Annie Houle of The WAGE project holding a 77 cent 'bill' against a dollar to represent the gender wage gap.
Colby senior Lindsay Peterson just got a job offer as a market analyst. It's not a real job offer, but part of a role-playing exercise withother students in a Colby lecture room. "And based on the experience that I have, I think that I would be at least at the median, if not the higher end of that," she says.
Peterson has a specific salary range as a goal, but her pretend employer, Abbott Matthews, offers initial resistance. "I'm offering you at the lower end of the salary range because you are just a graduating student," Abbott tells her. "You know, you haven't really had any full-time work experience."
And if this were an actual negotiation, there would be a million dollars at stake. That's not the salary Peterson is asking for--it's the amount of money she could lose over her lifetime if she doesn't negotiate what she's worth.
"That first salary, and why it's so critical to negotiate that, is that's where you start," says Annie Houle, who is with The WAGE Project. "So when you go from that job to the next, that's where you started, and so then you're way behind the eight ball, and it begins to build and build over the years."
The WAGE Project is a national non-profit dedicated to ensuring that women get paid fairly. Houle, who organized the training at Colby, says that, on average, white women make 77 cents for every dollar a man makes. For minorities, it's even worse -- 69 cents for African American women, 57 cents for Latinos.
And Annie Houle says the disparities have increasingly important consequences as the workforce changes.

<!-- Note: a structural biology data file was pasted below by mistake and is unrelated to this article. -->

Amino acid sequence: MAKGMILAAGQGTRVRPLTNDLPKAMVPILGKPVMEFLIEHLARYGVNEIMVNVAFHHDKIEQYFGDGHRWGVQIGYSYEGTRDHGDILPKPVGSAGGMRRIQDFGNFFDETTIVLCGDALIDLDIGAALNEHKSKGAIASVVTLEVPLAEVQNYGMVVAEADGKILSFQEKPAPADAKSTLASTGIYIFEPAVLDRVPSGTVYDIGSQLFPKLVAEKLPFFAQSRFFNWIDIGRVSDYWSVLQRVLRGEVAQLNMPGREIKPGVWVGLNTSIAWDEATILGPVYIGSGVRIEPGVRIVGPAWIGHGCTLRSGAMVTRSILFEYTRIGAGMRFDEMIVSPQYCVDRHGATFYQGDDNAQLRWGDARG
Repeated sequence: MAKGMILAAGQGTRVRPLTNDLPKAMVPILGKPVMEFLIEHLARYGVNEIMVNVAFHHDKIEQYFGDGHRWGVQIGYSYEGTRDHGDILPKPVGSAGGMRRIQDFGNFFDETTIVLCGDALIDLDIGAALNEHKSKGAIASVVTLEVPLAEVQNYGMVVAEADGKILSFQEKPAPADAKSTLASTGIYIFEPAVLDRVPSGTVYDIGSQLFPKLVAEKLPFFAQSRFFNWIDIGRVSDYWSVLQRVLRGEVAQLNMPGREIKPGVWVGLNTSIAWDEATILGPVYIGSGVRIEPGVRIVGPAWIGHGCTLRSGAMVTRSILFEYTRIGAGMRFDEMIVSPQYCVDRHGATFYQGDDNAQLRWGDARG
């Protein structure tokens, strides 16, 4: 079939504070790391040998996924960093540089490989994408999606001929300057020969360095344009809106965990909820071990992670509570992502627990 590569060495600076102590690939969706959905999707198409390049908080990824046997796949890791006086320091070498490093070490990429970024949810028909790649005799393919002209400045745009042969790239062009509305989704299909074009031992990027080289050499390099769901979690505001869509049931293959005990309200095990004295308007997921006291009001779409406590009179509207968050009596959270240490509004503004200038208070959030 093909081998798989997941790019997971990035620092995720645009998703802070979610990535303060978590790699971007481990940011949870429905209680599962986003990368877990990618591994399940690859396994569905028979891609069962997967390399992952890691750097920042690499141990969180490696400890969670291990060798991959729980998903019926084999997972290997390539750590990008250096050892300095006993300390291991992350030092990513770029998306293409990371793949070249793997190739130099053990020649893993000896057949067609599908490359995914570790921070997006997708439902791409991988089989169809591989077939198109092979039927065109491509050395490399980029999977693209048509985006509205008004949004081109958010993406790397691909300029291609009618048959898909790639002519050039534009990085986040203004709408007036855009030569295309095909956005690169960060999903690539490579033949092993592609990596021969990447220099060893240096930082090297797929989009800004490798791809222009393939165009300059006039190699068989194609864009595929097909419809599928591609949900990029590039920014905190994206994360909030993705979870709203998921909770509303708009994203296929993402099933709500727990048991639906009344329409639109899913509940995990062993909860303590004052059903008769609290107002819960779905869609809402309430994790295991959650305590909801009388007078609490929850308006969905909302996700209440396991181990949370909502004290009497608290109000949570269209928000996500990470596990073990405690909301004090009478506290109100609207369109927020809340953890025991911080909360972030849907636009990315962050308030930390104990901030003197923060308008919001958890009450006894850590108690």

"We have more working women than we do have working men in this country now, and a lot of them are the breadwinners," she says. "So if they're not being paid what the man in the house might have been making, you're supporting the house on 77 cents to the dollar as opposed to the entire dollar. So it's really no longer just a women's issue--it's really an issue that affects us all."
So, what's behind this wage gap? Equal pay laws were first put on the books in the '60s, and for awhile, the gender wage gap narrowed. But it leveled off in the '80s and '90s, and now it's stagnant.
"What it boils down to is there is some bias that still exists, and I don't think it's overt," says Peaches Bass, a program specialist with the State Workforce Investment Board who also specializes in women's workforce issues for the Maine Department of Labor.
Beyond the cultural forces at play, Bass points to a few specific reasons for the wage gap: First, many women don't research how much they could, or should, earn at a job. Women also tend to accept the salary they're offered, while men negotiate something higher.
And that leads us to a third problem: Women often don't know how to negotiate. And that takes us back to the Colby training session.
Lindsay Peterson: "We just came to an agreeement."
Abbott Matthews: "Ok, so we're going to accept $53,000 with $22,000 in bene--well, now benefits are going to be a little bit more..."
After going back and forth for a few minutes, armed with the knowledge of what she should earn and highlighting her skills, student Lindsay Peterson negotiates a higher salary and more benefits with her pretend new boss, classmate Abbott Matthews. Despite her success, Peterson says the experience was intimidating.
"I don't know. It's good to practice it because I had no idea how to bring it up and what to say or kind of how to approach it," Peterson says. "I mean, if it was intimidating in a situation with just a classmate in the mock thing, it's definitely going to be intimidating when it's a superior and you're in a job interview. So it's definitely something that was good to practice."
Her classmate Abbott Matthews works in the Career Center at Colby, and says through her job she has a good sense of employment opportunities. But she's not as confident about negotiating a salary. Matthews says the training taught her not to take things personally.
"When you go into a negotiation, understanding that you are arguing for the job and you're not arguing for your person--that makes the perspective completely different, I think," Matthews says. "It's not about you as a woman, it should be about you as an employee."
If Matthews puts her new negotiating skills to work in the real world, she and other graduating women could start to narrow the gender wage gap again.
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Photo by Patty Wight.